Back in the 1980’s, Japan needed a name for the ongoing trend of people dressing up as their favorite cartoon, anime and comic book characters. They came up with the term “cosplay” by combining the English words “costume” and “play.”
Flash forward to present day and cosplay is now seen as a significant aspect of Japanese pop culture which often influences Japanese/Asian street fashion. Take a look at this Japanese graduation filled with cosplay and this duo who gained worldwide attention for their cosplay skills.
But that’s not all. Cosplay has also become a well-known term in America. We’ve seen our share of impressive cosplay from various comic cons and anime expos, but recently we’ve come across a cosplay worth highlighting.
A group of insanely talented women decided to cosplay as the Disney Princesses with one major twist: the girls were in armor and ready for battle. Quite a number of people have commented that the armor (or lack thereof) would be useless in a battle, but everyone has agreed that these girls are talented for making such intricate outfits.
Yes, these women show skin, but they are proud of it and clearly deliver the message: who needs a prince to save you when you can kick ass yourself?
For years, we have hoped for more variation in ethnicity when it comes to Disney Princesses. Don’t get me wrong– we love the current Princesses, but who doesn’t want a Princess they can connect with on a cultural level?
This may be the reason that Tumblr artistlettherebedoodles created a series depicting famous Disney Princesses with different ethnicities.
“I honestly just did this for fun. No political agenda, no ulterior motives,” the artist, who goes by TT, explained. “I just love Disney and chose a few of my favorite characters to alter. I feel like there’s beauty in every racial background, and this is honestly nothing more then an exploration of different races from a technical and artistic standpoint.”
“Fairy tales are constantly being taken out of their cultural context. Most of the fairy tales that we know now were taken out of their original cultural context and altered,” TT continues. “Aladdin was originally set in China. The Frog Prince was Latin, and was altered over and over again in several countries. The stories have been and can be altered in many ways.”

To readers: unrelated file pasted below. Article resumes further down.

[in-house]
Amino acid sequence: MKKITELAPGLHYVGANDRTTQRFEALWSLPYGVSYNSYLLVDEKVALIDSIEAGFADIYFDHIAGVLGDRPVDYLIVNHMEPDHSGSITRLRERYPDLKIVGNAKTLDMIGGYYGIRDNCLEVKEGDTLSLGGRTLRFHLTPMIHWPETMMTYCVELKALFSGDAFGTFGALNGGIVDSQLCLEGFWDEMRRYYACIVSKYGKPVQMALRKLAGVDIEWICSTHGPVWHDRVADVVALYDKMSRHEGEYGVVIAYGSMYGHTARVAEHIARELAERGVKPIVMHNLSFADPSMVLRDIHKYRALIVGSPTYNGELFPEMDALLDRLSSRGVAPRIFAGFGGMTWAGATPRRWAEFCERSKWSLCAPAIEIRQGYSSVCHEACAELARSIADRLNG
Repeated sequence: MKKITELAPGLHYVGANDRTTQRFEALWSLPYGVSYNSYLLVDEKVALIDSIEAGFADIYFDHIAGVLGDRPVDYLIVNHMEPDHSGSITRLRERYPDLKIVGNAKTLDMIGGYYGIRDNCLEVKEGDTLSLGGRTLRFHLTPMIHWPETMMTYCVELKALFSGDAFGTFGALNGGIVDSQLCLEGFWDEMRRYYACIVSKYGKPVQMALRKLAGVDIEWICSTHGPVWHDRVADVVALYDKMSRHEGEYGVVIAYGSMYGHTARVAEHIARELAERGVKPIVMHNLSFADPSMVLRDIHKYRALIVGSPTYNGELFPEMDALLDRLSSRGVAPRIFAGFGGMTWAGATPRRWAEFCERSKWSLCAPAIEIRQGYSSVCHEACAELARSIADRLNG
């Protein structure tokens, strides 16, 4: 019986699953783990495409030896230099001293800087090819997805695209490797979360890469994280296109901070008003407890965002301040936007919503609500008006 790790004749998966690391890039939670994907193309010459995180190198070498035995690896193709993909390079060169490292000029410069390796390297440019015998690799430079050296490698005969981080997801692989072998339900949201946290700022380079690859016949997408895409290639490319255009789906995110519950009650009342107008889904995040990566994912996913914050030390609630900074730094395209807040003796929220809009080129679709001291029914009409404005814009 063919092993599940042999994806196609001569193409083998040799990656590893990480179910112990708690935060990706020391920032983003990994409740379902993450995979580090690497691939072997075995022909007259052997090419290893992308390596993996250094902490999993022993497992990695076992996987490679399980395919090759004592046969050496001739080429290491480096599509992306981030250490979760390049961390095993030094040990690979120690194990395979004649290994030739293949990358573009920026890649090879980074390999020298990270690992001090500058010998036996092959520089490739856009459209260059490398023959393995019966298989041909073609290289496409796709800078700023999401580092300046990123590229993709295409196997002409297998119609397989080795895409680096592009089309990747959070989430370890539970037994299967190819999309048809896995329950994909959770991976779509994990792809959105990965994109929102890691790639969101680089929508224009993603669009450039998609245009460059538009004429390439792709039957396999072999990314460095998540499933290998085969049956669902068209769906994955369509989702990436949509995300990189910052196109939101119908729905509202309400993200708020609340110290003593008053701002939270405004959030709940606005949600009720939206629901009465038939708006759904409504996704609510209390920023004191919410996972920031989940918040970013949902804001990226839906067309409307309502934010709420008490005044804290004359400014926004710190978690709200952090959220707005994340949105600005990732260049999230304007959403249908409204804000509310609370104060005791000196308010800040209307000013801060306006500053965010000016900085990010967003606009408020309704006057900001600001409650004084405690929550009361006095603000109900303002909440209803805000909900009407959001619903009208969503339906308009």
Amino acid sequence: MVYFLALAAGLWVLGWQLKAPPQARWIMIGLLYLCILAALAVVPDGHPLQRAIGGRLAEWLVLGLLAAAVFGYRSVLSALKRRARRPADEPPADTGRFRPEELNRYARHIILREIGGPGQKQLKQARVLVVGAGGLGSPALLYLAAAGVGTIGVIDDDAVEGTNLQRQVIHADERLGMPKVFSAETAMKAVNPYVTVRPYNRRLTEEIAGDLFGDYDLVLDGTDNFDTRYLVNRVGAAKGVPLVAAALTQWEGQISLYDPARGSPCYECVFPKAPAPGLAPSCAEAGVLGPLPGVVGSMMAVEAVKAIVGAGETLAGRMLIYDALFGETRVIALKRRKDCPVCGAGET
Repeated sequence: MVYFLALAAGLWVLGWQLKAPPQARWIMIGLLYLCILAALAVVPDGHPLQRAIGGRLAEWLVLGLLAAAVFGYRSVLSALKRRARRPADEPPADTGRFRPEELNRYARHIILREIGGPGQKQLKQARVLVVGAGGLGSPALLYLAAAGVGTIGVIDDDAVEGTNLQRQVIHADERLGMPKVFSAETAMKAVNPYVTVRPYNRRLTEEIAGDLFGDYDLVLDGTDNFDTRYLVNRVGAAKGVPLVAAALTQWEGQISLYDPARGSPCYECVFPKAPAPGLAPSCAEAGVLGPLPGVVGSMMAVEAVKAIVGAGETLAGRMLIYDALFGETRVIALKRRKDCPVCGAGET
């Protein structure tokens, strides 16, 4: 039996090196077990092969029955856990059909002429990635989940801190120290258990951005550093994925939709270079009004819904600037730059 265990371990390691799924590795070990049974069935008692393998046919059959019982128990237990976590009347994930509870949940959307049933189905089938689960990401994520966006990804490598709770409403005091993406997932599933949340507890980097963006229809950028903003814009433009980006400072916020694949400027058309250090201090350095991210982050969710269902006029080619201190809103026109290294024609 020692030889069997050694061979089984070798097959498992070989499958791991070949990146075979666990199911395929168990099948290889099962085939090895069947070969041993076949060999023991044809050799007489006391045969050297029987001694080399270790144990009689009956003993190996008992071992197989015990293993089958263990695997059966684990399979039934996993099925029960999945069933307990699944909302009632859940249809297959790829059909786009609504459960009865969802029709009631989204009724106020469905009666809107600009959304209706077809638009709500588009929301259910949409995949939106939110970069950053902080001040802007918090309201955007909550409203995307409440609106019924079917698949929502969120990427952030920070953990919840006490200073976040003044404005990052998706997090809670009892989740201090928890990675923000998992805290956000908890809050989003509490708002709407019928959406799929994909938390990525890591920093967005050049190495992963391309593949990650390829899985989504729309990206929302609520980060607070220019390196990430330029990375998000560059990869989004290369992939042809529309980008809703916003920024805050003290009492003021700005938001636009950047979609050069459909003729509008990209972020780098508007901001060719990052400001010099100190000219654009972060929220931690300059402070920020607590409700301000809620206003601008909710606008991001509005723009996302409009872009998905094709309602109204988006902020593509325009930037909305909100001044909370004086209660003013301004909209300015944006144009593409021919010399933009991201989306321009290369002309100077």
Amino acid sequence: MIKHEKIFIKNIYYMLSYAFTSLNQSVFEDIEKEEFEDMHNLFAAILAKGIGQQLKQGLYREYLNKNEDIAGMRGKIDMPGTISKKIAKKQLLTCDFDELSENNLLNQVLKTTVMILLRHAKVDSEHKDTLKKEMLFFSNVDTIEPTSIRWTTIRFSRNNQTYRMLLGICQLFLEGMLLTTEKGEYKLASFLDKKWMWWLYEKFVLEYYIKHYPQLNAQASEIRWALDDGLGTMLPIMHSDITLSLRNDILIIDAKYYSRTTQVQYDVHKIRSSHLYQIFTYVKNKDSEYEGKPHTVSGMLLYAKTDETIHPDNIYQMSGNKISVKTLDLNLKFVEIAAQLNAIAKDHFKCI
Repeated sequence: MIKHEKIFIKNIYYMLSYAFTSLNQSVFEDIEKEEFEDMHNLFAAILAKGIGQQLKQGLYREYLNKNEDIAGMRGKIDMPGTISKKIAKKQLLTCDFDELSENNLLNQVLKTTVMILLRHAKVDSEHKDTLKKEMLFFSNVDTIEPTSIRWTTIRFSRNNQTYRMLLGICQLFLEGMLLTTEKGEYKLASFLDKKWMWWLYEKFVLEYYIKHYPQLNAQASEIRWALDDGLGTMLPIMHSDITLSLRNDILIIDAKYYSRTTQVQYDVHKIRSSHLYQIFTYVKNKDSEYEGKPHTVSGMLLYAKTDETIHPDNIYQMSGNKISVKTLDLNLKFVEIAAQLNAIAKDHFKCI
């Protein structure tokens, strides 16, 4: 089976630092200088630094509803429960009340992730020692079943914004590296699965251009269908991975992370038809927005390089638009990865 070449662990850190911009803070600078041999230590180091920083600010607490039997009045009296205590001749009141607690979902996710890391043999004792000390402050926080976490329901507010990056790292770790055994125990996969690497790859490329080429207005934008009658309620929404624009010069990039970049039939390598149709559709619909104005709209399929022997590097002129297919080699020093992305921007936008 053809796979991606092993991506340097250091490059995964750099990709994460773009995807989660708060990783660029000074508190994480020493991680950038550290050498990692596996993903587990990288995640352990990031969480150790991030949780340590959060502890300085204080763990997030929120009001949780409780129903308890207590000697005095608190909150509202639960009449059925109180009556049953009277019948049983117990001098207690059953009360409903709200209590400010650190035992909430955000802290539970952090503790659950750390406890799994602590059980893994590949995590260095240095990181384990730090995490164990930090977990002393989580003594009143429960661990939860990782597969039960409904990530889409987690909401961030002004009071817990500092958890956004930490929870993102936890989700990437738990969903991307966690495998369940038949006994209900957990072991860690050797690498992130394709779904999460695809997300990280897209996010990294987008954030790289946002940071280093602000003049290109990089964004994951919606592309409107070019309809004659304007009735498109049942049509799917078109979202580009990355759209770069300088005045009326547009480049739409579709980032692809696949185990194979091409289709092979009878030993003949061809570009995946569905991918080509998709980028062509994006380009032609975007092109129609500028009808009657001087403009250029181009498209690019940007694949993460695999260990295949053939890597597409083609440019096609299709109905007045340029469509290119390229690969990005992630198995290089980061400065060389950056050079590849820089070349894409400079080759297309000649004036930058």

TT also says that the race-bending art was created in hopes of seeing more diversity in our media. Of course, we whole-heartedly agree. Check out the thought-provoking art below:
Story by Jody Hanson. Photo by Brad Callihoo/Billy Otter Productions.
“It is all about education,” the gregarious Soma Norodom exclaims with infectious enthusiasm. “It is the only way out of poverty. Particularly for girls, so that is why the [Soma Norodom Foundation] is going to give scholarships to 10- to 16-year-old children from very disadvantaged circumstances, so they can study.”
Surely a noble mission, but how did the all-American Soma — homecoming princess, sports commissioner, commencement speaker of her graduating class of 1988 — end up starting a not-for-profit foundation in Cambodia?
The modern history of the Kingdom of Cambodia is best described as one of civil war and chaos. Tucked in between Vietnam and Thailand, the country was in constant danger of being swallowed by its neighbors. When the Norodom family succeeded to the throne in 1860, King Norodom I allowed the French to establish a protectorate. It wasn’t until 1953 that King Norodom Sihanouk declared independence. He was overthrown by a military coup in 1970, and this paved the way for Pol Pot and the Khmer Rouge’s reign of terror.
In 1975 — Soma was 5 at the time — Pol Pot invaded Phnom Penh and the Norodom family fled to the United States and settled in Long Beach. “I didn’t want a title, because in America it doesn’t matter,” remembers Soma. “Who cares if Sihamoni Norodom — the current king — is my cousin? None of my friends even knew about my family history or that I was a princess. I lead a normal sort of life. My hobbies are eating, playing sports and shopping. How American is that?”
Her situation changed in 2010, however, when her father, Prince Vatvani Norodom, decided he wanted to die in his home country. As the oldest daughter, Soma returned to Cambodia to be with him and provide family support until he passed in December 2012. “I really didn’t want to be part of the royal family,” she says. (The Cambodian monarchy was reinstated in the ’90s.) “They are constantly in the spotlight, and people expect a lot.”
Instead of hanging out in royal circles, Soma made it her project to study the language (she is now fluent in Khmer), learn about the history of her new home country and educate herself about social and cultural issues. “Honestly, I had no idea about anything when I first arrived,” she says. “But I threw myself into it. A steep learning curve for sure, but it was a good experience, and I bonded with Cambodia. I became a dual citizen in the total sense of the word.”
When Soma was outed as the “royal rebel” by the local press, she could no longer stay under the public radar, and she ended up a columnist for the Phnom Penh Post. Some of Soma’s articles annoyed the government, but she didn’t pull any punches, even though she was criticized.